Mainstay of remote learning provision indicates estimated financial shortfall of £16m
Scotland’s fourth largest university is “chronically underfunded” and may have to turn students away without “fair funding”, it is claimed.
The Open University in Scotland (OU) was founded 50 years ago to widen access to higher education and now has more than 22,000 learners, most of whom learn using an online learning portal.
Established on the principles set out by pioneering Scottish MP Jennie Lee, it is a “world leader” in remote learning and experienced a 30% rise in student numbers during the pandemic.
But that has not been met with an equivalent increase in funding and OU director Susan Stewart has told PublicTechnology sister publication Holyrood that the institution is now running £16m short and coming under “unsustainable” pressure.
In an exclusive interview, she said: “The last thing we want to do is to say to students, often the most disadvantaged people in Scottish society and disproportionately impacted by the pandemic, is that we are forced to close our doors. We will be making a case for fair funding and parity for part-time. It has never been more needed than as Scotland is emerging from the pandemic.”
The fourth largest university in Scotland by student numbers, OU extends to all parts of the country. One quarter of its learners identify as disabled and four in ten hail from communities in the two most deprived quintiles.
With most students learning on a modular and part-time basis, OU is funded on full-time equivalent (FTE) numbers and, unlike other higher education institutions, its teaching grant is based on funded student numbers at completion, not registration.
As a result, the support it gets from the Scottish Funding Council is directly linked to the number of learners who complete OU modules, up to the number of funded places allocated.
But not all students complete their courses with OU, with some taking the credits they’ve earned and transferring to bricks-and-mortar centres. Completion numbers at OU have risen since the introduction of the part-time fee grant, which covers tuition costs for those earning less than £25,000, but this has resulted in what OU calls “sustained growth” in FTE numbers.
In 2020-21, it was fully funded for 4400 FTEs, but had in excess of 7,400 students. For the remaining 3000, it received only module fees and no teaching grant, resulting in a multi-million funding gap.
The settlement is little-changed since 2013, when it was funded for 3800 FTEs.
Over eight years, funding has increased by just 600 FTE places.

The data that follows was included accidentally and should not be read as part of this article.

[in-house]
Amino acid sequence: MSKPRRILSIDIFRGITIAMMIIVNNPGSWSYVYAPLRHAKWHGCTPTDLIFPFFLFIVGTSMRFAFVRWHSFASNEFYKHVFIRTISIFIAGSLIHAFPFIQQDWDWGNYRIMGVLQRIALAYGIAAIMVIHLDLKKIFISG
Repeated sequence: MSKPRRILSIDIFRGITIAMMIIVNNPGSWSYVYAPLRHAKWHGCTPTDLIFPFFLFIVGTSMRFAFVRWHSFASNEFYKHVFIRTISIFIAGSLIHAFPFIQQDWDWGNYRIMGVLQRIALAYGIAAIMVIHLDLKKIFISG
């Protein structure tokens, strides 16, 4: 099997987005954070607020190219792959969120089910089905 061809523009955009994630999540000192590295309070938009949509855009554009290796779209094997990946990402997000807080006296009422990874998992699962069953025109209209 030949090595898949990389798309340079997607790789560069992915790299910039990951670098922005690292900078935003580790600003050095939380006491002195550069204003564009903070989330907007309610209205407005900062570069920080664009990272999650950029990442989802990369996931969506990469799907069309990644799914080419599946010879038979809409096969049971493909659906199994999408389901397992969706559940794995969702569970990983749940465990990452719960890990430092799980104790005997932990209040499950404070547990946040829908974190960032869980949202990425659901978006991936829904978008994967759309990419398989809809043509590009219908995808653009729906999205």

Stewart said: “We are underfunded to the tune of around £16m and yet we are meeting all the Scottish Funding Council and Scottish Government indicators in terms of widening access.
“There will come a point where it is not sustainable. We would have to consider putting a cap on numbers and saying ‘no’ to students.”
A Scottish Government spokesperson said: “The 2022-23 Scottish Budget for the Higher and Further Education Sector has allocated nearly £2bn to ensure we continue delivering our world leading education, skills and training. In addition to their core allocation, for the last two academic years we have provided up to an additional £1m per annum to the OU to support delivery of the Flexible Workforce Development Fund to SMEs across Scotland. Budget settlements provided to the FE and HE sectors balance the needs of the sectors and students with affordability in relation to the range of Scottish Government priorities. We would, however, be happy to meet the OU to discuss their funding position.”
A spokesperson for the Scottish Funding Council said: “Throughout the Covid-19 pandemic we have successfully supported the financial sustainability of each of Scotland’s 19 universities. Looking to the future, we want to create a more responsive, joined-up tertiary education and skills system that drives Scotland’s economic and social renewal.
“Our recent review of tertiary education and research shows that there are no easy answers to what are likely to be challenging financial times ahead. Following the review, we are working with colleges, universities, the Scottish Government and others to meet these challenges. As this work moves forward, the fair and transparent distribution of public funding will remain at the core of what we do.”